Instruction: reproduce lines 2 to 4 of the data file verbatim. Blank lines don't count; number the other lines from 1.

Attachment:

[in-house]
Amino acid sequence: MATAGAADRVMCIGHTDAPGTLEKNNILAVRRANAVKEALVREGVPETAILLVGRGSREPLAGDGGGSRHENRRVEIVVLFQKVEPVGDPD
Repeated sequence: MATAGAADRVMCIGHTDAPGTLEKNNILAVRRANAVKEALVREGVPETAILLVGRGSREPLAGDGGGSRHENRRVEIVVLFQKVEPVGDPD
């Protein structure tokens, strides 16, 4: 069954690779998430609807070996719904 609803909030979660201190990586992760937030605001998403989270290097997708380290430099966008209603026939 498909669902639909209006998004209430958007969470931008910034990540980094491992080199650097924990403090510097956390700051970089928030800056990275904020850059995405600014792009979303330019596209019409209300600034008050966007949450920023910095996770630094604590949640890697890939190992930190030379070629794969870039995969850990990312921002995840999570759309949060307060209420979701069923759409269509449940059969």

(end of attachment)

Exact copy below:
Amino acid sequence: MATAGAADRVMCIGHTDAPGTLEKNNILAVRRANAVKEALVREGVPETAILLVGRGSREPLAGDGGGSRHENRRVEIVVLFQKVEPVGDPD
Repeated sequence: MATAGAADRVMCIGHTDAPGTLEKNNILAVRRANAVKEALVREGVPETAILLVGRGSREPLAGDGGGSRHENRRVEIVVLFQKVEPVGDPD
């Protein structure tokens, strides 16, 4: 069954690779998430609807070996719904 609803909030979660201190990586992760937030605001998403989270290097997708380290430099966008209603026939 498909669902639909209006998004209430958007969470931008910034990540980094491992080199650097924990403090510097956390700051970089928030800056990275904020850059995405600014792009979303330019596209019409209300600034008050966007949450920023910095996770630094604590949640890697890939190992930190030379070629794969870039995969850990990312921002995840999570759309949060307060209420979701069923759409269509449940059969």